Externally, New Delhi has inconsistently wavered between attempting to influence the international debate on Kashmir and treating it as a purely domestic issue. Internally, it wavered between claiming that the situation has stabilised and retaining special security measures.
The two decisions on Jammu and Kashmir taken by New Delhi in August 2019 turned out to be not that august after all. As more than half a year has passed since they were voted through, it is now apparent that New Delhi’s new Kashmir policy — and the way the government handled its outcomes — caused not only new domestic challenges but also international ones, although the latter are of smaller scale.
As soon as these changes were rushed through, my initial opinion was that one of them — the abrogation of Article 370 — was fair at the basic level of equality between states and citizens of the Indian Union, but the other — the withdrawal of the statehood status — was unfair at the same basic level. Only the separation of Ladakh stood justified by itself, and was the only of the reforms in this package that had a legal precedent.
As for international implications, I assumed that the changes will not affect India’s image and global position. But as time passed, both of these opinions have partially changed — into more negative ones. Internally, the government has evoked the ideal of equality while doing away with Article 370, arguing that this will bring both the state of Jammu and Kashmir and its citizens on par with other states and citizens of India. Had this been its only move, I would have considered it justified (and that was my first feeling). But since the flag of equality was held high, how can one justify taking the statehood status away? Instead of just terminating what was considered a special legal status of one state, to level it with that of others, New Delhi took a step further and actually pushed Jammu and Kashmir further down, below the regular status enjoyed by other states. In the end, a new legal inequality has taken place of an old one.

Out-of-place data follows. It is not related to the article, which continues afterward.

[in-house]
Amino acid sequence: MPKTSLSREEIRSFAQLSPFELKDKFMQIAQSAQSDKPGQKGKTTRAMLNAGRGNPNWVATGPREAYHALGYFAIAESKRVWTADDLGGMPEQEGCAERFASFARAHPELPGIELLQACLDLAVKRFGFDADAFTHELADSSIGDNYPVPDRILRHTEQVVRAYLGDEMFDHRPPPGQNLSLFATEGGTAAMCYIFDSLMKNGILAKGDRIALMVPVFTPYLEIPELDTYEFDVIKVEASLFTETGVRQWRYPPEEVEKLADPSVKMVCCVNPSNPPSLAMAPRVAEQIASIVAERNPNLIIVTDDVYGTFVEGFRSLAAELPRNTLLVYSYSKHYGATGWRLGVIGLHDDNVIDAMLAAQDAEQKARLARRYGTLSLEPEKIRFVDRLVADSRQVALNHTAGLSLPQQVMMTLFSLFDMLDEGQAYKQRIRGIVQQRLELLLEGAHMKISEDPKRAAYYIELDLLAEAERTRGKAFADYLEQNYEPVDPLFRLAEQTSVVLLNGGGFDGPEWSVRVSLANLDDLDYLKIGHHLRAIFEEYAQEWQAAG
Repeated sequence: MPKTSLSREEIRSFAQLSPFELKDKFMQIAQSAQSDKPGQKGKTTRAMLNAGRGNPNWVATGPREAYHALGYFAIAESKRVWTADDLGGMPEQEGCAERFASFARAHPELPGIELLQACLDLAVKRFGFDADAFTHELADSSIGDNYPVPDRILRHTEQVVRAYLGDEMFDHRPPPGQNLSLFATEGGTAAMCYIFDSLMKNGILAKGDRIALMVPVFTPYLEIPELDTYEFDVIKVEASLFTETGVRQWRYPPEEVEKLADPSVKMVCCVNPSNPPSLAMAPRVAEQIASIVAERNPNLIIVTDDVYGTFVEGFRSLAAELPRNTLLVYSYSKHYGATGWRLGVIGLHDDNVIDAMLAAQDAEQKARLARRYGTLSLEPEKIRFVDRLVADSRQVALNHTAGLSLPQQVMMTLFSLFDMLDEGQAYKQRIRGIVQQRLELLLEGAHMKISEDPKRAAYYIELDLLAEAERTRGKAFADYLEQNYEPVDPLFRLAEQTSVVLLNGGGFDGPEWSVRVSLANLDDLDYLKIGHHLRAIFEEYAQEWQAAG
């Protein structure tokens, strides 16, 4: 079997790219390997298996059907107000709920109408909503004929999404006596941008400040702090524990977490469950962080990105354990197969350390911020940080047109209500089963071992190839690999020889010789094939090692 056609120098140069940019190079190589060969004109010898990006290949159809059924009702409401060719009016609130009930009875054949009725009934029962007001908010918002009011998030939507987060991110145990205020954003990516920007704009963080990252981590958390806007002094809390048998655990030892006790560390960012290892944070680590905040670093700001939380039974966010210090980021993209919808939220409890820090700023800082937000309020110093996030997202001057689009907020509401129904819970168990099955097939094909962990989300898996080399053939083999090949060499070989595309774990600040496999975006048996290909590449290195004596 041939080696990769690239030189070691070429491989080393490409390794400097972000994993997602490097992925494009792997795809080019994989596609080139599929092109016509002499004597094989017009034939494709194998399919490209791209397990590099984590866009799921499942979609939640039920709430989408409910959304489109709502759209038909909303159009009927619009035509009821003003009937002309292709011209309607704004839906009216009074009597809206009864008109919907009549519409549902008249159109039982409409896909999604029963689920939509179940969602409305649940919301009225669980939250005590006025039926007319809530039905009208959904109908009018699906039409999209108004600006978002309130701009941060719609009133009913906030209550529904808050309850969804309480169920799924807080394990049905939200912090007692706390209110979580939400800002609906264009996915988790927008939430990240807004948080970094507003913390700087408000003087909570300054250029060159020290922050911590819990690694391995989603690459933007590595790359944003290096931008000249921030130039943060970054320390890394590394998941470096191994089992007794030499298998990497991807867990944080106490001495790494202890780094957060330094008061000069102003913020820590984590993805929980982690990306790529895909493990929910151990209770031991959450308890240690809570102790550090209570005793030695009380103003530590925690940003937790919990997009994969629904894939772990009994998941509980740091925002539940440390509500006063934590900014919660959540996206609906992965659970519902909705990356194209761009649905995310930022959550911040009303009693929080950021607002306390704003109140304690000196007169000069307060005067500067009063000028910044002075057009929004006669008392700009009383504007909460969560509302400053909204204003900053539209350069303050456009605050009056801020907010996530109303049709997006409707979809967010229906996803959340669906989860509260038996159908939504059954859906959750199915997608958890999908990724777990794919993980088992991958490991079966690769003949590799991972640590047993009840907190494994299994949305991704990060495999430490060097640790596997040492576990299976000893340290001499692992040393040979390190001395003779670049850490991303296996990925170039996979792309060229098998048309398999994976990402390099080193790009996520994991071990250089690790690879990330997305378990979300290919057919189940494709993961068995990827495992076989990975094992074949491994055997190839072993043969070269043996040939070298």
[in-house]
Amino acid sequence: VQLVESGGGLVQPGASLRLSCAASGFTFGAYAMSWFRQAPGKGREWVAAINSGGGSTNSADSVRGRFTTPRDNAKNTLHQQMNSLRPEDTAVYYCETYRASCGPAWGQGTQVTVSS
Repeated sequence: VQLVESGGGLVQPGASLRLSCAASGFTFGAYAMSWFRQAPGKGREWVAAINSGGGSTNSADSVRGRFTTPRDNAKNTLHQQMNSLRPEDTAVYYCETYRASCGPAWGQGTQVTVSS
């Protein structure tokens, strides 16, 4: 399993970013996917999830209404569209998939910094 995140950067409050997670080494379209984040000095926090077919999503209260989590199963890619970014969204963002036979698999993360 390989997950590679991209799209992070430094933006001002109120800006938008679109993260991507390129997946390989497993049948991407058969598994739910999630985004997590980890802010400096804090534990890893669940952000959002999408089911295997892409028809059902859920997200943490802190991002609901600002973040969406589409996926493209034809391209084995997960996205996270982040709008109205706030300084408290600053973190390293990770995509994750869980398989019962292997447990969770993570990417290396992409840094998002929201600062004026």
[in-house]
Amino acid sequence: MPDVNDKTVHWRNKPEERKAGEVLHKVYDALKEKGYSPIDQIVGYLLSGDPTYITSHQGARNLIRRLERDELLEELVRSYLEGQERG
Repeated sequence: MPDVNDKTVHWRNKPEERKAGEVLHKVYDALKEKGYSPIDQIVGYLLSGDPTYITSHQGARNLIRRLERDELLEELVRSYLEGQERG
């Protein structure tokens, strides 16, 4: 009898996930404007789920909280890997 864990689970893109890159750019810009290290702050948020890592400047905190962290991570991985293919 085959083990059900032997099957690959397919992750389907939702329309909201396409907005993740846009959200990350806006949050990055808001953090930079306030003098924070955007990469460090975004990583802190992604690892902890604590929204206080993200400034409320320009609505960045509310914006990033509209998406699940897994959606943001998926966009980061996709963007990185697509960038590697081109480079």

What made matters much worse and complex was not the legal decisions themselves but the high-handedness that accompanied with them and which we witness till today. With each passing month, it was more difficult to justify such measures as the shutdown of Internet services in Kashmir and the detention of its political leaders. It is true that leading politicians like Mehbooba Mufti and Abdullah’s (both and son) united to oppose the August changes just before they took place (as voiced in their Gupkar Declaration), but neither this could serve as a sound, moral basis for their detention nor does it explain why they are kept secluded at the time of writing, when they have next to no power to make New Delhi withdraw its decisions (not that they had it on the 4-5 August 2019). While the legal basis of their detention is the Public Safety Act, this piece of legislation has been problematic already in the past. Moreover, ironically, this act is applicable only to Jammu and Kashmir, and thus can be treated as one of the symbols of the region’s legal separation from the rest of India — while it was exactly this legal separation that the current government seemingly wanted to do away with.
A similar question may be raised about the partial limiting of communication in Kashmir — if it was meant to augment security in a challenging transitory phase, what is the rationale of keeping it till this day, since the government claims that the situation has become much more stable? It must be stressed that the removal of the statehood status is presented as a temporary measure, to be withdrawn once stability will return to the region (as declared by Home Minister Amit Shah). But New Delhi’s prolonged limitation of Internet services and detention of political leaders adds up to the general sense of uncertainty. Since, there is no telling when such temporary measures will be withdrawn, it is harder to believe in the sincerity of government’s promise that the taking away of the statehood status will also prove temporary.
As for the international implications, New Delhi’s recent Kashmir policy has hurt India’s international reputation but not its real position. Pakistan is sure to criticise New Delhi with reference to Kashmir no matter what India does. The critical voices raised by such leaders as the Prime Minister of Malaysia and President of Turkey were most probably calculated at tapping the political potential of Muslim identity (mostly domestically). India had thus no way to avoid such statements. But at the same these were not much than rhetoric and hence do not pose a real threat for New Delhi. It is Modi government’s communication with countries neutral or friendly to India in regions like Europe that could have been better. It is here that some of the lost points were own goals.